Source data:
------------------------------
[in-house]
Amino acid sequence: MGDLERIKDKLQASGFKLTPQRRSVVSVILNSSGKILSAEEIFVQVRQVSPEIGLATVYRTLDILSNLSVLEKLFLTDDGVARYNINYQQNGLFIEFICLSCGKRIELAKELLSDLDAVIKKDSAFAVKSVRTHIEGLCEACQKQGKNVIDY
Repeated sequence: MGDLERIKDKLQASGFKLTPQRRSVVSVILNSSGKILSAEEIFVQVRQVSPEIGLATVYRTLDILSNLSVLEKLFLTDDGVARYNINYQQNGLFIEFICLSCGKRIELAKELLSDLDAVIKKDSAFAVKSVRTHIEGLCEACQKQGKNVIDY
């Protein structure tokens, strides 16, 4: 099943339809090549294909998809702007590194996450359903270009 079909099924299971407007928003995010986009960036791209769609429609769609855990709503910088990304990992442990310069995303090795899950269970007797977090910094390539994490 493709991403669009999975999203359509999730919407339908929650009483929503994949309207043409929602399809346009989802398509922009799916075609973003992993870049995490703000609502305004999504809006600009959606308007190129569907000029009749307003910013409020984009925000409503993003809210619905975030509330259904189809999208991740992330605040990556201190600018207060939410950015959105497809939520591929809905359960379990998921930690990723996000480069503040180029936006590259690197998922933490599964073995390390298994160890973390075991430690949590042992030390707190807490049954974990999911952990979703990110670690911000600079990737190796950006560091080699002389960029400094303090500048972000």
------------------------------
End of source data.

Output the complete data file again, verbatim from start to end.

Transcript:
[in-house]
Amino acid sequence: MGDLERIKDKLQASGFKLTPQRRSVVSVILNSSGKILSAEEIFVQVRQVSPEIGLATVYRTLDILSNLSVLEKLFLTDDGVARYNINYQQNGLFIEFICLSCGKRIELAKELLSDLDAVIKKDSAFAVKSVRTHIEGLCEACQKQGKNVIDY
Repeated sequence: MGDLERIKDKLQASGFKLTPQRRSVVSVILNSSGKILSAEEIFVQVRQVSPEIGLATVYRTLDILSNLSVLEKLFLTDDGVARYNINYQQNGLFIEFICLSCGKRIELAKELLSDLDAVIKKDSAFAVKSVRTHIEGLCEACQKQGKNVIDY
């Protein structure tokens, strides 16, 4: 099943339809090549294909998809702007590194996450359903270009 079909099924299971407007928003995010986009960036791209769609429609769609855990709503910088990304990992442990310069995303090795899950269970007797977090910094390539994490 493709991403669009999975999203359509999730919407339908929650009483929503994949309207043409929602399809346009989802398509922009799916075609973003992993870049995490703000609502305004999504809006600009959606308007190129569907000029009749307003910013409020984009925000409503993003809210619905975030509330259904189809999208991740992330605040990556201190600018207060939410950015959105497809939520591929809905359960379990998921930690990723996000480069503040180029936006590259690197998922933490599964073995390390298994160890973390075991430690949590042992030390707190807490049954974990999911952990979703990110670690911000600079990737190796950006560091080699002389960029400094303090500048972000």